On August 15, 2021, Afghanistan turned back its clocks 20 years. Two decades after their overthrow at the hands of foreign troops led by the United States, the Taliban regained power with little opposition and began a political and social regression that the international community has not been able to stop from a distance.
The United States and the Taliban signed in February 2020 in Doha (Qatar) the agreement that was to put an end to the foreign military presence in Afghanistan, under a progressive withdrawal plan that ended up remaining a dead letter in the face of fragile political institutions and a growing insurgency.
Thus, the Taliban embarked on a reconquest that, province after province, culminated in mid-August 2021 with the formal seizure of Kabul and the flight of the then president, Ashraf Ghani, giving rise in turn to a hasty evacuation that left scenes of panic and chaos at the capital’s international airport.
Twelve months later, no country has formally recognized the Taliban as the legitimate rulers of Afghanistan — in the first stage only Saudi Arabia, the United Arab Emirates and Pakistan had done so — but the need to reach other agreements, for example to send aid, has prompted the international community to maintain contacts.
At the airport, now under the flag of the Taliban Islamic Emirate, there are regular flights to Dubai and Islamabad, while the visit in January this year of a delegation of the new regime to Oslo for talks with other parties – including representatives of the United States – showed how much the scenario had changed.
All this despite the fact that the Taliban have shown little sign of political adaptation and continue to rule with the same profiles and doctrines as 20 years earlier. The regime, theoretically provisional, excludes women and members of minorities while reserving a large presence for leaders persecuted by terrorists and members of the powerful Haqqani network.
The collective fear persists that Afghanistan could once again become a bastion for terrorist organizations because, despite the Taliban’s avowed animosity towards groups such as the Islamic State – which operates under the umbrella of the Khorasan Province – the ties that the late leader Mahmoud Mansur once wove with Al Qaeda do seem to persist.
Not in vain, Ayman al-Zawahiri, Usama bin Laden’s successor at the head of Al Qaeda and unaccounted for for years, was killed just this month by a US attack on a building in downtown Kabul, where analysts agree that he could not have been in any case without the connivance or at least the knowledge of the current Afghan leadership.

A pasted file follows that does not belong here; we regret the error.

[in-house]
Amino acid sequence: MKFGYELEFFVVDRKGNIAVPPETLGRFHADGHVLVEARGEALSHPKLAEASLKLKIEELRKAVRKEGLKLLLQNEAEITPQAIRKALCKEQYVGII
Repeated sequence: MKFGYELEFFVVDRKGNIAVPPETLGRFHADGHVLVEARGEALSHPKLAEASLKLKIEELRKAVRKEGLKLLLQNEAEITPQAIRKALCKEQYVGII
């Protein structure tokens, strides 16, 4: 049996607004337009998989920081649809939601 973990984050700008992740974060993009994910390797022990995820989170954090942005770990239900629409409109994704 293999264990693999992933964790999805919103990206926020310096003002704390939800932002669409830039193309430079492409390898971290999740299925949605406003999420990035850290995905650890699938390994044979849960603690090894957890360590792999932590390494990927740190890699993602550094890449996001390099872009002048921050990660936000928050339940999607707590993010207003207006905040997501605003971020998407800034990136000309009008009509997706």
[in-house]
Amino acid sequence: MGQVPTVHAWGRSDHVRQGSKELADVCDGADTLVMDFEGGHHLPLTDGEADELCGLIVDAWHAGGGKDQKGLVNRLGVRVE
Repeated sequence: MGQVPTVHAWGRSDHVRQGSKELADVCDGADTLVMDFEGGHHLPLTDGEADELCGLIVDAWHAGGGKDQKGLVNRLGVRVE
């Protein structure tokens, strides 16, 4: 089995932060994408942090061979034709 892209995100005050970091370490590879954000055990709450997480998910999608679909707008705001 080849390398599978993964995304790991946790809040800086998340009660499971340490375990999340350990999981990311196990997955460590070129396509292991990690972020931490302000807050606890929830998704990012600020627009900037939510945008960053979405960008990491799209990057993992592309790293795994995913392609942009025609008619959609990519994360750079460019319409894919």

A report published in July by the UN mission in Afghanistan also highlighted the pattern of human rights violations, which includes all kinds of abuses, from torture to arbitrary detentions, including extrajudicial executions. Among the main targets of the crackdown were people linked to the deposed administration and its security forces, with at least 160 confirmed killings.
Amnesty International agrees with this reading and regrets in its latest report that “all hope for change has vanished as the Taliban seek to rule through repression and with total impunity.” The Office of the Prosecutor of the International Criminal Court (ICC) asked in September 2021 to resume its investigations in Afghanistan.
At the social level, the Taliban’s promises during their first days have fallen on deaf ears and they have not hesitated to launch messages against any behavior that contravenes their vision of ‘sharia’ or Islamic law, which affects issues such as leisure, dress or education, especially in the case of women.
Gender segregation has become the norm in a country where girls are now once again barred from secondary education. Moreover, the general recommendation is that women should not go out of the house unless necessary and, if they do, it should be in the company of a male and with practically their entire body covered.
Mariya, 16, claims in statements to the UN Children’s Fund (UNICEF) her “right” to return to class and finish the three years she has left in secondary school. “Some of my friends and classmates suffer from depression,” says this young woman, who recognizes that with the Taliban the gender gap has widened.
The humanitarian situation has not improved either, to the point that Afghanistan is considered one of the biggest crises in the world. The emergence of the Taliban has meant that the number of people in humanitarian need has risen by six million and now represents almost 60 percent of the population.
The UN estimates that 24.4 million people are in need of aid, 12.9 million of them children. Arezzo’s seven-month-old, severely acutely malnourished family admits to UNICEF that they have been on the verge of giving her up for adoption on several occasions due to the impossibility of feeding her.
From a clinic, one of the mothers explains that when she went to this center for the first time her daughter was “very bad”. “Her eyes were closed and she kept vomiting. After a few days of treatment, she has opened her eyes,” she explains.
Ninety-seven percent of Afghans live in poverty and, for the average family, 90 percent of income goes to food – according to United Nations data – with no margin for unforeseen events or excesses in a context also marked by problems in the supply and increase of basic commodities.
Seven out of ten boys and more than half of girls have already exchanged school for work, according to a World Vision survey in several regions. UNICEF puts the proportion of households with at least one child working at 13 percent, while child marriage affects 28 percent of girls and adolescents.
All organizations agree that more funds are needed to alleviate the emergency. Of the $4.4 billion requested by the UN Office for the Coordination of Humanitarian Affairs (OCHA) in its humanitarian aid plan, only $1.8 billion, 41 percent of the total, has been raised.